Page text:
With Fiji's own limited resources and industrial base, the country relies on imports for many of its basic
|Trade (expressed in billions of US$): Fiji|
|SOURCE: International Monetary Fund. International Financial Statistics Yearbook 1999.|
goods, making international trade essential. As Fiji's political woes have worsened, however, its balance of trade has become less favorable. In 1999 Fiji ran a US$115.6 million trade deficit, or about 7.37 percent of GDP. In 1998 it had exports of $393 million and imports of $612 million. While the post-coup devaluation of the Fijian dollar will help Fijian exporters, it will also make Fiji's imports more expensive.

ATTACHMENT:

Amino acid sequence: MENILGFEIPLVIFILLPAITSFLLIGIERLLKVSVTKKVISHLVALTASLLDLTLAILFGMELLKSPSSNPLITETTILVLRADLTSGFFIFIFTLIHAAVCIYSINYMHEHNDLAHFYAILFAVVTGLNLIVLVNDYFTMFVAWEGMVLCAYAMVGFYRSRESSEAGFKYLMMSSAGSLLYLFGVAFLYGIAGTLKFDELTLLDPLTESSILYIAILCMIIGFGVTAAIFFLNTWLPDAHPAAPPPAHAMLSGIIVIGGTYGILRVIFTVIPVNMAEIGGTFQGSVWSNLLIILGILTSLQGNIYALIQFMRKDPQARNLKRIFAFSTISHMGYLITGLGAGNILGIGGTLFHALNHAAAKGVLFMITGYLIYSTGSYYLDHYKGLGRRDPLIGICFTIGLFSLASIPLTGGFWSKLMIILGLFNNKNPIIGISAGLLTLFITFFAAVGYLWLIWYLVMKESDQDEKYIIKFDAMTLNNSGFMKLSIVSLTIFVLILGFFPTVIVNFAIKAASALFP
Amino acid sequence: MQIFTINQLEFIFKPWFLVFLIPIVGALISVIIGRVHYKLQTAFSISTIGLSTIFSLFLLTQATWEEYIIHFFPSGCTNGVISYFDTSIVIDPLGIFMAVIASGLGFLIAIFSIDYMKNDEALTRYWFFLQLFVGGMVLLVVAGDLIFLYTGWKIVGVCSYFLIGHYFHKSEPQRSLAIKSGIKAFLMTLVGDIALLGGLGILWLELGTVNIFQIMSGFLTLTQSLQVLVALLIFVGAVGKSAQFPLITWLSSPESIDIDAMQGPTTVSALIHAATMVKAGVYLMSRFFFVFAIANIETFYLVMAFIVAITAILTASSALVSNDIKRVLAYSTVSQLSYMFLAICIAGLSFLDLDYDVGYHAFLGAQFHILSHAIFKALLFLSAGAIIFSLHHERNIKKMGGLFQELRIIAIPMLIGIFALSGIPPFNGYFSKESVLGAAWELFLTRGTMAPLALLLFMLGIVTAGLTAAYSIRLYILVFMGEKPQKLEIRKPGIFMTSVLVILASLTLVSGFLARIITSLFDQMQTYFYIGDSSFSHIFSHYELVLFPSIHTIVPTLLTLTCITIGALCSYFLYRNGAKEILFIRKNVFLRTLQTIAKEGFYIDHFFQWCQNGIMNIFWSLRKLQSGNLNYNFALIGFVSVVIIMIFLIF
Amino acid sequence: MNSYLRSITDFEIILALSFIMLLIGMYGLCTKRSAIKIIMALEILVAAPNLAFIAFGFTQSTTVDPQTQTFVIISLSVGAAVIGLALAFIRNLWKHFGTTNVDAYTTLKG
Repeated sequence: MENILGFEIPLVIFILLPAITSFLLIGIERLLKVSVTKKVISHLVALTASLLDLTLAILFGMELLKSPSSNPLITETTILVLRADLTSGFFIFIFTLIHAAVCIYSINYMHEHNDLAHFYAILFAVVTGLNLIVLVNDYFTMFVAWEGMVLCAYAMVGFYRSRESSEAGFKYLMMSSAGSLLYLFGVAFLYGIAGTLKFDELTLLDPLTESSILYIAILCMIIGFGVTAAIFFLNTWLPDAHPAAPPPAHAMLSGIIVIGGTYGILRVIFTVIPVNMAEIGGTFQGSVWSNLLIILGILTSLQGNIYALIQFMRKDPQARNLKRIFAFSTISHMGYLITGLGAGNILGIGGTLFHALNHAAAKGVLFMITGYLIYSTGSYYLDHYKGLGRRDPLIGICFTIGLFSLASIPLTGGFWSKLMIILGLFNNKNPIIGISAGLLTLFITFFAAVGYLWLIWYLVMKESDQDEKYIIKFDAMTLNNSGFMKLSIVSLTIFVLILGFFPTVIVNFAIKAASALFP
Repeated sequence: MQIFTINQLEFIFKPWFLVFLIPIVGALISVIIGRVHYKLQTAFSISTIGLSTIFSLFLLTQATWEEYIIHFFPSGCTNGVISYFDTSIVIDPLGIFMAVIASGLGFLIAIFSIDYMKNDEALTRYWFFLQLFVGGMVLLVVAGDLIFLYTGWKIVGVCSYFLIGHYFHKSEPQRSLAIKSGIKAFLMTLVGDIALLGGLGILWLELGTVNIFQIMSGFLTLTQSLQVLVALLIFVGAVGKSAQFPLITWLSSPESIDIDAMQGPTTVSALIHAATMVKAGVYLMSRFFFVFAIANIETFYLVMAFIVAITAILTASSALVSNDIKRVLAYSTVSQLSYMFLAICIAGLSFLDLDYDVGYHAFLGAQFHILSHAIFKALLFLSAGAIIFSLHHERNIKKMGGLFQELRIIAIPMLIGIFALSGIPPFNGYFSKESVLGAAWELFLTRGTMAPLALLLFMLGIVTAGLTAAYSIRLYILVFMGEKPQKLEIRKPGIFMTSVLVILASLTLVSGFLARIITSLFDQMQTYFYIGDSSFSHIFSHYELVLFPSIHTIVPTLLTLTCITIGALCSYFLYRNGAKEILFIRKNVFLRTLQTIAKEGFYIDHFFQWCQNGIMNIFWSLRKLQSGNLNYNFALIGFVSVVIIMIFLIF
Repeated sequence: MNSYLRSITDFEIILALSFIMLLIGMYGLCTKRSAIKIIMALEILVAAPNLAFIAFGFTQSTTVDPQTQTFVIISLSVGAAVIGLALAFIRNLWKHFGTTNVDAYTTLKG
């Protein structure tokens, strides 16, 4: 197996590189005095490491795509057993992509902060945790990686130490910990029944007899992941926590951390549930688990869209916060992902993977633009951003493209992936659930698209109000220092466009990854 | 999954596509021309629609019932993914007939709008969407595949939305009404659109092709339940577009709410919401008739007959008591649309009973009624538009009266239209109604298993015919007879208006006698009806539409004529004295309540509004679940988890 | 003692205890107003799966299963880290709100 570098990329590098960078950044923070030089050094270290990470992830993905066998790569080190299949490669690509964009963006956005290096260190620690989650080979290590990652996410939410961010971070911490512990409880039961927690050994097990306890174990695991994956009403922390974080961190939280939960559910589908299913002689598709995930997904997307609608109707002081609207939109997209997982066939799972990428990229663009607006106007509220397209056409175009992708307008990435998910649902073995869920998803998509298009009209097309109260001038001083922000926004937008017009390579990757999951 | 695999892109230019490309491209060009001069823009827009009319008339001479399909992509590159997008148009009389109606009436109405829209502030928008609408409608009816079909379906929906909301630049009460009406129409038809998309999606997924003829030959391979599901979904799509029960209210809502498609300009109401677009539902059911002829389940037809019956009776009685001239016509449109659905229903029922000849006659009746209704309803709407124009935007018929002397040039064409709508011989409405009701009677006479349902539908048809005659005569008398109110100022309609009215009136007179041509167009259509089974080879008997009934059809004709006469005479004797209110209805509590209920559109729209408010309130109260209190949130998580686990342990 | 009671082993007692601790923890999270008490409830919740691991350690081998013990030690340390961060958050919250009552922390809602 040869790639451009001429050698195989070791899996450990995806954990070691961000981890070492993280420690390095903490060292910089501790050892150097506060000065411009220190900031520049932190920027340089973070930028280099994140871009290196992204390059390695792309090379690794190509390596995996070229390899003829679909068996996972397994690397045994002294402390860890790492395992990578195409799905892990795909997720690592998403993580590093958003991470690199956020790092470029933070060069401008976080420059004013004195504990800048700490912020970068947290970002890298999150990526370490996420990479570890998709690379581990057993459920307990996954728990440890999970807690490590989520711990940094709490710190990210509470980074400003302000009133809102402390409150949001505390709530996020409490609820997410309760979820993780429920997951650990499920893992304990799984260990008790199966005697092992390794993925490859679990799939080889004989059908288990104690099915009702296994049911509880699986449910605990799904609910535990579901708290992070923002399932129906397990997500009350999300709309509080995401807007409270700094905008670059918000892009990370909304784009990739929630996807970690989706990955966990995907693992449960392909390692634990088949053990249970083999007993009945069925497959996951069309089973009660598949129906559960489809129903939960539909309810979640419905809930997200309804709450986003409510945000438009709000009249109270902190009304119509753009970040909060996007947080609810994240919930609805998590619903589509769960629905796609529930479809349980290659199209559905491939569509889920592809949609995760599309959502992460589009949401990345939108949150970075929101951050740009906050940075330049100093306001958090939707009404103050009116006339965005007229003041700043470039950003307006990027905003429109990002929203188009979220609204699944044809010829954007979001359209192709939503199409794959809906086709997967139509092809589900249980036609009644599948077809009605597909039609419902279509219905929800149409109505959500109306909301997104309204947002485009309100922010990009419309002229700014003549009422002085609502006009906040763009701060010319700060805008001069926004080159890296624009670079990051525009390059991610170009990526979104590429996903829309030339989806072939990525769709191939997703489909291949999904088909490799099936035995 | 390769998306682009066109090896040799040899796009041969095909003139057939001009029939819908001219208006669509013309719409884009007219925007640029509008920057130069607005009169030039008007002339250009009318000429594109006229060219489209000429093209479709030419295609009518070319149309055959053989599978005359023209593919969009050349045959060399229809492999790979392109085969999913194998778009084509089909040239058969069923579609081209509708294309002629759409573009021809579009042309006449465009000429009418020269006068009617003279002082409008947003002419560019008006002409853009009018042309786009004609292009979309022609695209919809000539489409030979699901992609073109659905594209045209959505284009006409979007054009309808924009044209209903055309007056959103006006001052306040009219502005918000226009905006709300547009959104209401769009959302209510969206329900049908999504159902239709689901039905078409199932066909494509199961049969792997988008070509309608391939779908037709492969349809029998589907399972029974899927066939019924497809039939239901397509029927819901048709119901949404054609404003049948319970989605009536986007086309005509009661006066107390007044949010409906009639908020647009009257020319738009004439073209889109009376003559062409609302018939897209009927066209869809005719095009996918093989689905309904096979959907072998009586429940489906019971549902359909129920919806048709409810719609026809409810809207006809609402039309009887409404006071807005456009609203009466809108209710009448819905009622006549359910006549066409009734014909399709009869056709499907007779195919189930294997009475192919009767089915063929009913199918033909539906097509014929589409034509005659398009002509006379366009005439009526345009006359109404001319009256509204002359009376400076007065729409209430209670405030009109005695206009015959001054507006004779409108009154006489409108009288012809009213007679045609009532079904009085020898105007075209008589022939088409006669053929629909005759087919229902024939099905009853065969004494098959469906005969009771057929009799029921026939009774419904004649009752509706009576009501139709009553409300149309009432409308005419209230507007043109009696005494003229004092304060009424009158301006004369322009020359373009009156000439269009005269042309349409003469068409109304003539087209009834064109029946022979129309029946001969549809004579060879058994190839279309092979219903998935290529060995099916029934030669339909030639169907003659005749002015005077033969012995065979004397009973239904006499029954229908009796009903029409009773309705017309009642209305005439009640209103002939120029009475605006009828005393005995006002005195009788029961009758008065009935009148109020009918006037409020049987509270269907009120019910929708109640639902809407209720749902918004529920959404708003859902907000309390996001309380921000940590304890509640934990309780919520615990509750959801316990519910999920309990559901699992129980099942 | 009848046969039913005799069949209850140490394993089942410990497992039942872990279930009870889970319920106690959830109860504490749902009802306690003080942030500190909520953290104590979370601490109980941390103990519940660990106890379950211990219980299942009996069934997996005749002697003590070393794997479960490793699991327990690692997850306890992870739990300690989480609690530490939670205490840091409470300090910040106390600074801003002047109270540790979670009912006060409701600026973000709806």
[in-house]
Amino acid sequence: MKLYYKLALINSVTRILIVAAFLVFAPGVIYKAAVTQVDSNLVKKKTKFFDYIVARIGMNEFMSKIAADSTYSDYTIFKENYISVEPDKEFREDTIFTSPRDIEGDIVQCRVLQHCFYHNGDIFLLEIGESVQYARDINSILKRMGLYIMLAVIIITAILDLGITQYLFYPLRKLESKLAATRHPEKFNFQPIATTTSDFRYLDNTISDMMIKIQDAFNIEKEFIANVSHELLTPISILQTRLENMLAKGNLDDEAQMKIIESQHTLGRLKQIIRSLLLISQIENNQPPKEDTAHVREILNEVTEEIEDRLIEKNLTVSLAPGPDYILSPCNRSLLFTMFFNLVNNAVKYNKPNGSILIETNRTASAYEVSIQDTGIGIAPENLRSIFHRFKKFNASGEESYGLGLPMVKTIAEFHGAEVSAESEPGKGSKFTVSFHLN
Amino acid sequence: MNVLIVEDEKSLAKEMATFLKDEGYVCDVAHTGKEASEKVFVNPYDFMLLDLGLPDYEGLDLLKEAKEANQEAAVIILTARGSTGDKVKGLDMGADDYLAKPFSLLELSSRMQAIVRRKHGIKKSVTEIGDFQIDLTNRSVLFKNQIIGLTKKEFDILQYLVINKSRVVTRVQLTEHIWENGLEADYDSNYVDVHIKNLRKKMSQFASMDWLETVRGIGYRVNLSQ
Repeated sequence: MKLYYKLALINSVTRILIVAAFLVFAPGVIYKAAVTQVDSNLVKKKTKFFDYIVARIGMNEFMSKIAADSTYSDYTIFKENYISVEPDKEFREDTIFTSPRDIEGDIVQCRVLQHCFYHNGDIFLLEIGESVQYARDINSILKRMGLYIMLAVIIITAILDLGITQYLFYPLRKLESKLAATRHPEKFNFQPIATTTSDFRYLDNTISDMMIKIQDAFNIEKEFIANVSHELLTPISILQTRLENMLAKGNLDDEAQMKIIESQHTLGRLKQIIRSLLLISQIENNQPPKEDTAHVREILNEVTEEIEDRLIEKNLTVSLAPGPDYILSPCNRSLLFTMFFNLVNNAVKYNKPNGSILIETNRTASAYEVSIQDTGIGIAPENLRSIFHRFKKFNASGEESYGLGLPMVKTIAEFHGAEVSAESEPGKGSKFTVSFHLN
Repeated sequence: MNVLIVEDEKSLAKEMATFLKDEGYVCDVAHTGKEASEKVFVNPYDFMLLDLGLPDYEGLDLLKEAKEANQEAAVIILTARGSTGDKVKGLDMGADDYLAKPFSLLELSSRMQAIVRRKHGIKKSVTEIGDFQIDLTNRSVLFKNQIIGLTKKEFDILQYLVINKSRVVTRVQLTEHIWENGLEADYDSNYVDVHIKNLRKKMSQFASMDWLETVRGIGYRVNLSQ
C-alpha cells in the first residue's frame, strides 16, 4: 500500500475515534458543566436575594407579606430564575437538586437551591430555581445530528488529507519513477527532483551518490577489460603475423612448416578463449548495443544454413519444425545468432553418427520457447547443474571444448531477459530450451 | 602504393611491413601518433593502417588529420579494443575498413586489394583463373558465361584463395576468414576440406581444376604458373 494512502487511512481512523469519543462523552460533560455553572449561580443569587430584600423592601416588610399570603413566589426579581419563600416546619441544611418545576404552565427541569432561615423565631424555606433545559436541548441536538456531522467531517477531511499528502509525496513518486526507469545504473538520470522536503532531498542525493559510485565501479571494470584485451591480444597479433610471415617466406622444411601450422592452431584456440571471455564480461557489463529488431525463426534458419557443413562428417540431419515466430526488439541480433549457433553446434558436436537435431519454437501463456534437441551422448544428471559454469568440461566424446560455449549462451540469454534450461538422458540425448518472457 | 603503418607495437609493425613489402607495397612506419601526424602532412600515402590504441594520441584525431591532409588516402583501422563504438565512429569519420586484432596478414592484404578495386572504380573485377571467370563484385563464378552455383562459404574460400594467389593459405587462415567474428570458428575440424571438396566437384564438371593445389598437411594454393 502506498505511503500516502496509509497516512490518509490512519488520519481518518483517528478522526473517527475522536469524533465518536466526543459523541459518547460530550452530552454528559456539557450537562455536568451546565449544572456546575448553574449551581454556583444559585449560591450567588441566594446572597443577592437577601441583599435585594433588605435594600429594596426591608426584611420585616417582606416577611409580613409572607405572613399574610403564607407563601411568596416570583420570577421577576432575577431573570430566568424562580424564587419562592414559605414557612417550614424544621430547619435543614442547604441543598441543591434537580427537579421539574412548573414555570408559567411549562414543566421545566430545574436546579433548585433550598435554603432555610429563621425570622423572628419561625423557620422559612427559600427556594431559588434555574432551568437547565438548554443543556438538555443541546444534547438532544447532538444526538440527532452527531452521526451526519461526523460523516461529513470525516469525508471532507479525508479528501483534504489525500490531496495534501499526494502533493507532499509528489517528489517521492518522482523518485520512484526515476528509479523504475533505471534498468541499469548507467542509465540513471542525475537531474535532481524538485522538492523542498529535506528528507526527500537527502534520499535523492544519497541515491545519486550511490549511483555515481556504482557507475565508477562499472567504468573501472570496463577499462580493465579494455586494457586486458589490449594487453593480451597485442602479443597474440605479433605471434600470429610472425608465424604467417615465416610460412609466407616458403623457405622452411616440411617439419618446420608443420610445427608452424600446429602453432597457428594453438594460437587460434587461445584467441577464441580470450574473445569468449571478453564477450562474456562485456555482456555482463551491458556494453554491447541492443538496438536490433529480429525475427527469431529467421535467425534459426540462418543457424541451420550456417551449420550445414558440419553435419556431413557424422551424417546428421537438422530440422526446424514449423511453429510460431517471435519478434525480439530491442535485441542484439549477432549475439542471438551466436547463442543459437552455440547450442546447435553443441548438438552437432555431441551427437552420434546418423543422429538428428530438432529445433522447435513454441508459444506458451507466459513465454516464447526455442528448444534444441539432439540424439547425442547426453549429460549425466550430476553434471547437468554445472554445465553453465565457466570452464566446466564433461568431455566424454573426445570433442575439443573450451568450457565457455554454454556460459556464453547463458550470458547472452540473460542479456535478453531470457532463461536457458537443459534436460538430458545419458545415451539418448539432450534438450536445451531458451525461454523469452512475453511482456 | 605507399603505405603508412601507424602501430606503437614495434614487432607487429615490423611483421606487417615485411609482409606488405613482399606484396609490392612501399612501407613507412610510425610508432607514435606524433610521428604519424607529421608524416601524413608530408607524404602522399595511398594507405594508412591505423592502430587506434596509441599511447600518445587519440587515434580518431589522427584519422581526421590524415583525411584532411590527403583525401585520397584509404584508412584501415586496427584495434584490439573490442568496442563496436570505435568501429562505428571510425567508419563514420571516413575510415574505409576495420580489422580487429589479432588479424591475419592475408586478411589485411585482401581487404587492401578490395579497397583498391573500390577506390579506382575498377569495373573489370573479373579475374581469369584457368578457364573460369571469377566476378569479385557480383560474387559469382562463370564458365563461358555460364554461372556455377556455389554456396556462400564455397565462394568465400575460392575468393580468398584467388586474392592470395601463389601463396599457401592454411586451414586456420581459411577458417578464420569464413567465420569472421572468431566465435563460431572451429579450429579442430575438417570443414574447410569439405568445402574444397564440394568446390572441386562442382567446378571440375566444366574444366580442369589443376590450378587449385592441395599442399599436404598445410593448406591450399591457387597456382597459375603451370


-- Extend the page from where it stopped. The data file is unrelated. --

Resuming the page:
Fiji's main trading partners are its Commonwealth neighbors (Australia, New Zealand, other Pacific islands) and old and new regional powers (United Kingdom, United States). The chief importer of Fijian wares is Australia, which in 1999 bought 33.1 percent of all Fijian exports. Other important partners include the United States (14.8 percent of exports) and the United Kingdom (13.8 percent). Penetration into Asia has been limited and variable, and only significant with Japan and Singapore. Fiji's imports come primarily from Australia, whose dominance in the Fijian market (41.9 percent) continues to rise. Other suppliers include the United States (14.1 percent of imports) and New Zealand (13.3 percent). The main imports are manufactured goods (27.3 percent), machinery and transport equipment (26.3 percent), food (14.4 percent), and mineral fuels (11.1 percent).